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Long-term Damage From Overheating In Data Centers

Apr 24, 2014

Last week we reviewed three examples in which overheating caused severe malfunction to data centers. In the case of Microsoft, the outlook.com endured a 16-hour long outage on March 14th of 2013, and this unexpected accident brought on trouble for users. Similar downtimes took place in other data centers as well. Regardless of the sizes and services of their data centers, no company is immune to the constant threat of overheating.


Meanwhile, overheating causes more damage than immediate failures.  An increase from 68 °F to 86 °F can lower the long-term reliability of the equipment by as much as 50%. Professor Robert G. Brown from Duke University pointed out that excessive heat “weakens electronic components like power supplies, motherboards, and memory chips, so even if they don’t fail immediately, they become more susceptible to failure over time.” In his blog article “Skimp on Server Room Air Conditioning? At Your Peril." he writes, “power supplies, motherboards, memory chips -- that kind of heat weakens components so that forever afterward they are more susceptible to failure, not just during the event. The overheating can just occur one time, for a few minutes, and you’ll be cursing and bitching for months and months later dealing with all the stuff that got almost-damaged, including the stuff that isn’t actually broken, just bent out of spec so that it fails, sometimes, under load.”



According to Professor Brown, one time a server room got drastically overheated for an extended period, it was followed by node crashes and a series of hardware failures over the next three months, “some immediate and obviously due to overheating, some a week later, two weeks later, four weeks later.”


Even though some individual servers come with built-in temperature monitoring devices, which automatically send alerts if the temperature around the server is too high, it is not enough to ensure safe operating temperatures, because data center temperatures vary from one area to another

Please consider the following guidelines in order to protect data centers from varying environmental conditions:

- Temperature and humidity sensors should be installed on or near individual racks and critical devices

- Measurements should be logged and graphed over time to help administrators spot trends, such as temperature spikes during peak operating hours or fluctuations

- Sensors should be placed:

- On top, middle, and bottom of individual racks to measure the heat being generated by equipment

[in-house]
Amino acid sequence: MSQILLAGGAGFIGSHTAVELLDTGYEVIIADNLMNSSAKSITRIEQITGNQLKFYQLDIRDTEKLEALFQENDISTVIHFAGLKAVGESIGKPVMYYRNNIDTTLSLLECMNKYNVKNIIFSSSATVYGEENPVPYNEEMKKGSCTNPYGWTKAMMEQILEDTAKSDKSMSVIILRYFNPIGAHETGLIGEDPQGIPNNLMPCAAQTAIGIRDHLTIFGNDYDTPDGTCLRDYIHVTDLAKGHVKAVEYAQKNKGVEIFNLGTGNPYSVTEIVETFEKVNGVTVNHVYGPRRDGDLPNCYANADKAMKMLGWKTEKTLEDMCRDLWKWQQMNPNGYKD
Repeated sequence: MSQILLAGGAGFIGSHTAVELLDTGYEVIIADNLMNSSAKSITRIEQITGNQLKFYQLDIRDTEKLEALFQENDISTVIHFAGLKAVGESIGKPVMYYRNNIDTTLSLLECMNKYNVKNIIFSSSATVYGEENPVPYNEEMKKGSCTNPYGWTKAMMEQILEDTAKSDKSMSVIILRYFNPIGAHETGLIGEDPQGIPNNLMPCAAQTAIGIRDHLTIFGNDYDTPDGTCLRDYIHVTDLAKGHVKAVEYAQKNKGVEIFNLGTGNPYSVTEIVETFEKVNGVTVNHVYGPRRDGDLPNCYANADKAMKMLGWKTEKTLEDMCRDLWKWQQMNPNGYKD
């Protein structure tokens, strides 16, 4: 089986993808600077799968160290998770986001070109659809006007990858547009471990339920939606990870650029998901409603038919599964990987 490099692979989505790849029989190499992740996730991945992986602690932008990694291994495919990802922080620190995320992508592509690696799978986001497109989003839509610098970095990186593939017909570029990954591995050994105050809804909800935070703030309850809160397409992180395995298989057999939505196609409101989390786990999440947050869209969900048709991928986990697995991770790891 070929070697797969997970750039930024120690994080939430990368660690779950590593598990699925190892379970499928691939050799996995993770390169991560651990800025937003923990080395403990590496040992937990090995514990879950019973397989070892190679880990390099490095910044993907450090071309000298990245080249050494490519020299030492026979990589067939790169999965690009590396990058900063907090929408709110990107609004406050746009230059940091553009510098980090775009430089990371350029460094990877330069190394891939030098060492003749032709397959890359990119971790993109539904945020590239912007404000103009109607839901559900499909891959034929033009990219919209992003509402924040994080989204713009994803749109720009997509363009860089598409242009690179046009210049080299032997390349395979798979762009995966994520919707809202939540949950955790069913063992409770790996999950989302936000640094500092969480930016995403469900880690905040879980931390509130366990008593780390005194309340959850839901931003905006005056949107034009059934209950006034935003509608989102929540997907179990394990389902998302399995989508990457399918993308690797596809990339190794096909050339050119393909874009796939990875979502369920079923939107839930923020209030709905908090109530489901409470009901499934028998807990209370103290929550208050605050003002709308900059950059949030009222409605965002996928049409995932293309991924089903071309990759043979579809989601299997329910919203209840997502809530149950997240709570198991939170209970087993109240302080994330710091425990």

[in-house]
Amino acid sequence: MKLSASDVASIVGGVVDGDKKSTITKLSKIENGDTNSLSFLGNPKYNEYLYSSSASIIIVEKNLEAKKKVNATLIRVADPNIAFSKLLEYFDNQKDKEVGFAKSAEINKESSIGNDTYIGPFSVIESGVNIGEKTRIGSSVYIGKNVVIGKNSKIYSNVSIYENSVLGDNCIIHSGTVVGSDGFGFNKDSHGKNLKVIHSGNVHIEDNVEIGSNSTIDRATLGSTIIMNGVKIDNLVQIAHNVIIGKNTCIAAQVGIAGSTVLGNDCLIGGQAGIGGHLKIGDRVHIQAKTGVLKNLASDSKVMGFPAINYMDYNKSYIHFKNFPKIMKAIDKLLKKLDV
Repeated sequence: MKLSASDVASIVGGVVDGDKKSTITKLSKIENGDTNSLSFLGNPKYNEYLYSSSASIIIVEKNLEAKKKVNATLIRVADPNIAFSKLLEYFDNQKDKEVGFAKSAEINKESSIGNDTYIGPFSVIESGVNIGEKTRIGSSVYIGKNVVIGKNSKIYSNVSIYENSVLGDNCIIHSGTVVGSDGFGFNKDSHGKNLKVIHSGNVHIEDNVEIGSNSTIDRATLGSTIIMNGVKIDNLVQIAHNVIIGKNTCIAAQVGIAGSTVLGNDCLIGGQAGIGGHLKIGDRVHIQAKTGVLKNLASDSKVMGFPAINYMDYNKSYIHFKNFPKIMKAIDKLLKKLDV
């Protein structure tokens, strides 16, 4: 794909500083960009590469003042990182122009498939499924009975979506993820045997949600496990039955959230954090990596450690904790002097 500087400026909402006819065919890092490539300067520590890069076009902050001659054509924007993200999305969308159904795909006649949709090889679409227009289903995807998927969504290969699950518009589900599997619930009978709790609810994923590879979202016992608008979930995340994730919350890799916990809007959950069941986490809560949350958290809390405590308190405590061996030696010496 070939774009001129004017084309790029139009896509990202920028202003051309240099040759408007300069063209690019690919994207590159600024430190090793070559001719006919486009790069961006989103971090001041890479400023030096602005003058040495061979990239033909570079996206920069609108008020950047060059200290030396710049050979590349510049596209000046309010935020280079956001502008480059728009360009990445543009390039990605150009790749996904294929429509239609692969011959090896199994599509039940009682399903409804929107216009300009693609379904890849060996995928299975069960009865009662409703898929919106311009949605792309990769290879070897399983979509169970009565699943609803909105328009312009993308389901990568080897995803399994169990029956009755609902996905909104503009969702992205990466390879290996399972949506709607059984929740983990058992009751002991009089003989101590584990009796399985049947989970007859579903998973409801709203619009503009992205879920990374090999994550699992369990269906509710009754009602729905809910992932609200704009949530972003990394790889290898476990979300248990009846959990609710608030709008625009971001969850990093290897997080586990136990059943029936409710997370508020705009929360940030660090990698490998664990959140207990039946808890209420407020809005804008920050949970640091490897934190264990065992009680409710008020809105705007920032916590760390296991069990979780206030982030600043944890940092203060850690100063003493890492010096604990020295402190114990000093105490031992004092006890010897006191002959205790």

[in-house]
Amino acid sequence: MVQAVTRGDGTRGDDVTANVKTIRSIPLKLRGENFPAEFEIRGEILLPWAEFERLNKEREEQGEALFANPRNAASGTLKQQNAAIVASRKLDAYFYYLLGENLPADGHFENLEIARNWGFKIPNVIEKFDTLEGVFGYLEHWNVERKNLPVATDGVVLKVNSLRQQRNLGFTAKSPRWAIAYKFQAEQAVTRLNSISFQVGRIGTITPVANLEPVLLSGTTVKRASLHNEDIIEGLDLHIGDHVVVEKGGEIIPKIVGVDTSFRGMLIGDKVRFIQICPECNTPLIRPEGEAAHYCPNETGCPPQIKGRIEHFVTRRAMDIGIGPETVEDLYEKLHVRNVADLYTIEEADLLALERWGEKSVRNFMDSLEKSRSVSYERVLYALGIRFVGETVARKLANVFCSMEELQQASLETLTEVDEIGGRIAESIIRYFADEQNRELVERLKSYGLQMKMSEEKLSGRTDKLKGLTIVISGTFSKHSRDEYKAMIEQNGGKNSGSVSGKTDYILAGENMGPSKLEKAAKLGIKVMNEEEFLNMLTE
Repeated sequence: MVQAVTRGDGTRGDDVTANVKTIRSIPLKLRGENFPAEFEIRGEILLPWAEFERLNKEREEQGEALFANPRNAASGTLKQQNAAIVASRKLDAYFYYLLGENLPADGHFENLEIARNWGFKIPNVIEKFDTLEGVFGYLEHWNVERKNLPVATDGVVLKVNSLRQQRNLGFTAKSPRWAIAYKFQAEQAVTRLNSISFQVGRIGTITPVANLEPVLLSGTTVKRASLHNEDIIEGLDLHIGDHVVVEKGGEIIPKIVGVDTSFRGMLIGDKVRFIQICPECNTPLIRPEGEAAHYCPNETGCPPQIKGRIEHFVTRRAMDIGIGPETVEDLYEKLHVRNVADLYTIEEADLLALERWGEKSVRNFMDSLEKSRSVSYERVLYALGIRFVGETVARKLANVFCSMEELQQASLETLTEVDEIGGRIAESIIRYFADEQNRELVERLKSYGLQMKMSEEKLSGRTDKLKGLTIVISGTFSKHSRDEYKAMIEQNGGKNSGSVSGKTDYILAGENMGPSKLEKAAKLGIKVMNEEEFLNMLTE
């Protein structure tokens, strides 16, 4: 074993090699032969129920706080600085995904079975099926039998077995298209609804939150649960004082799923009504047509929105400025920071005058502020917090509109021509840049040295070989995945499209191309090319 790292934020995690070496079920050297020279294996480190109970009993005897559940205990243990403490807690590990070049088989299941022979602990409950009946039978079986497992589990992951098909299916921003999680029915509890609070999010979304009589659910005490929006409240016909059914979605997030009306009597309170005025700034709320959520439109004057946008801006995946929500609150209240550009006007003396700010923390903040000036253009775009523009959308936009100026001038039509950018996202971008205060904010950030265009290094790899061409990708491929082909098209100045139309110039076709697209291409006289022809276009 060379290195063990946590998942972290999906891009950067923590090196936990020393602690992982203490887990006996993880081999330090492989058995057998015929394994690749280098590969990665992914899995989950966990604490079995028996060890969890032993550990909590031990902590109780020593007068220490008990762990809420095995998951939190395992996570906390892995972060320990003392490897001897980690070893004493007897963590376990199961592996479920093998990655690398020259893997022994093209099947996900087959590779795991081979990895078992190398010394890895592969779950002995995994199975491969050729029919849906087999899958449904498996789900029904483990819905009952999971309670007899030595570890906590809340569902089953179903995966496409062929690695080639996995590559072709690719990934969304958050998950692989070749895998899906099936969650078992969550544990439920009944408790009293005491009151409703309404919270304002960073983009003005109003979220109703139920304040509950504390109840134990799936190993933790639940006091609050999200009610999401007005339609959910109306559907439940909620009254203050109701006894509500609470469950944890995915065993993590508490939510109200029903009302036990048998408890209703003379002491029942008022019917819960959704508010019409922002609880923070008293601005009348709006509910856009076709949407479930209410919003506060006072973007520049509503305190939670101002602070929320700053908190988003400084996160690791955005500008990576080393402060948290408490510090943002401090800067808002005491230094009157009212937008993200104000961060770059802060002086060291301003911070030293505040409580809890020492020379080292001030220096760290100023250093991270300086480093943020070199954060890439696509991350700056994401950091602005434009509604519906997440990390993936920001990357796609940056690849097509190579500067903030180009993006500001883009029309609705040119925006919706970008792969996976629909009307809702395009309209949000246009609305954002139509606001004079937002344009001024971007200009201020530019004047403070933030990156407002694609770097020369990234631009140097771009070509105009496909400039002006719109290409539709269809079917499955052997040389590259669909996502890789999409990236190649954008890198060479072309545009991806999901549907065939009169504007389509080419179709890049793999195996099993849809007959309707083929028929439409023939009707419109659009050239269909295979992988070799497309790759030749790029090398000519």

- At the air conditioning system’s intake and discharge vents to measure efficiency

- Probes should be placed around critical devices because the temperature inside a rack-mounted device could be as much as 20° higher than the surrounding area

- A probe near the thermostat can help check what the thermostat is “seeing” while controlling the room temperature

To prevent disasters or correct them before any damage is done, Temperature@lert has designed an array range of low-cost automated products that protect your precious assets 24/7 while minimizing or even eliminating the amount of time, effort and expertise needed to install them, as well as the amount of time needed to manually check on current environmental conditions. Temperature@lert products are simple and reliable – simple in that we only include the features you need. Reliable because most of our products represent 4th or 5th generation hardware, so you know they’re battle tested.

Temperature@lert IT Guide


Written by:

Ivory Wu, Sharp Semantic Scribe

Traveling from Beijing to Massachusetts, Ivory recently graduated with a BA from Wellesley College in Sociology and Economics. Scholastic Ivory has also studied at NYU Stern School of Business as well as MIT. She joins Temperature@lert as the Sharp Semantic Scribe, where she creates weekly blog posts and assists with marketing team projects. When Ivory is not working on her posts and her studies, she enjoys cooking and eating sweets, traveling and couch surfing (12 countries and counting), and fencing (She was the Women's Foil Champion in Beijing at 15!). For this active blogger, Ivory's favorite temperature is 72°F because it's the perfect temperature for outdoor jogging.

Chris Monaco Temperature@lert

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